Outtakes

While the three previous albums had each featured cover songs, "Ooh La La" was unique in that it featured none. Two cover songs were recorded during the sessions, John Lennon's "Jealous Guy" and "(If Loving You Is Wrong) I Don't Want to Be Right", based on Luther Ingram's cover version. Other songs such as "Tonight's Number", "Anymore For Anymore" and "Insurance" were featured on the Wood-Lane soundtrack album "Mahoney's Last Stand". When persuaded by New Musical Express to record an exclusive track especially for their magazine's promotion of the album, the group immediately rejected the idea, only to be persuaded by Stewart into recording "Dishevelment Blues", a track they never intended for the magazine to release. Released to the group's astonishment on the rear of a flexi-disc that featured excerpts from half of the album tracks on the other side, it quickly disappeared, only to resurface along with the aforementioned outtakes on the group's 2004 career retrospective, "Five Guys Walk Into A Bar...".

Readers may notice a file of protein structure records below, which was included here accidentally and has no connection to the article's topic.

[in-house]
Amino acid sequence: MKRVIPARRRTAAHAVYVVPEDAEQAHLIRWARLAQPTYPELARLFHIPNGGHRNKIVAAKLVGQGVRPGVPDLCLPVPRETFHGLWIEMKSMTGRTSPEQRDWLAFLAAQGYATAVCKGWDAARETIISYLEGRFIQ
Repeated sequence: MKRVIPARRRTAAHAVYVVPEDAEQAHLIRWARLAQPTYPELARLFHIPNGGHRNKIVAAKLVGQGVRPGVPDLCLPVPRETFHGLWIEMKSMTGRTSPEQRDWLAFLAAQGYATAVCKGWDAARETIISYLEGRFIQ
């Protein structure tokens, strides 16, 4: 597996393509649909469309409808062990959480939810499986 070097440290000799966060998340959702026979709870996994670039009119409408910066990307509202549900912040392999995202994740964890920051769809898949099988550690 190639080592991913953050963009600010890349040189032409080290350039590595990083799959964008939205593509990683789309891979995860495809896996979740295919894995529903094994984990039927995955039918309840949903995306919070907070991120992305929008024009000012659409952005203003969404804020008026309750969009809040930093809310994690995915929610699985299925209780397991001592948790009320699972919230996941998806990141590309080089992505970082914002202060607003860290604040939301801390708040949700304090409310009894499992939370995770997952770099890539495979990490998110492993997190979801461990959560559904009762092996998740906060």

Track listing

#"Silicone Grown" (Stewart/Wood) - 3:05
#"Cindy Incidentally" (McLagan/Stewart/Wood) - 2:37
#"Flags and Banners" (Lane/Stewart) - 2:00
#"My Fault" (McLagan/Stewart/Wood) - 3:05
#"Borstal Boys" (McLagan/Stewart/Wood) - 2:52
#"Fly in the Ointment" (Jones/Lane/McLagan/Wood) - 3:49
#"If I'm on the Late Side" (Lane/Stewart) - 2:36
#"Glad and Sorry" (Lane) - 3:04
#"Just Another Honky" (Lane) - 3:32
#"Ooh La La" (Lane/Wood) - 3:30

Personnel

*Glyn Johns - producer, engineer

*Rod Stewart - lead vocals, rhythm guitar

*Ronnie Wood - lead, slide and rhythm guitar, bass, vocals

*Ian McLagan - piano, organ, harmonium

*Ronnie Lane - bass, rhythm guitar, tambourine, vocals

*Kenney Jones - drums

*Neemoi "Speedy" Aquaye - congas, shakers (track 6)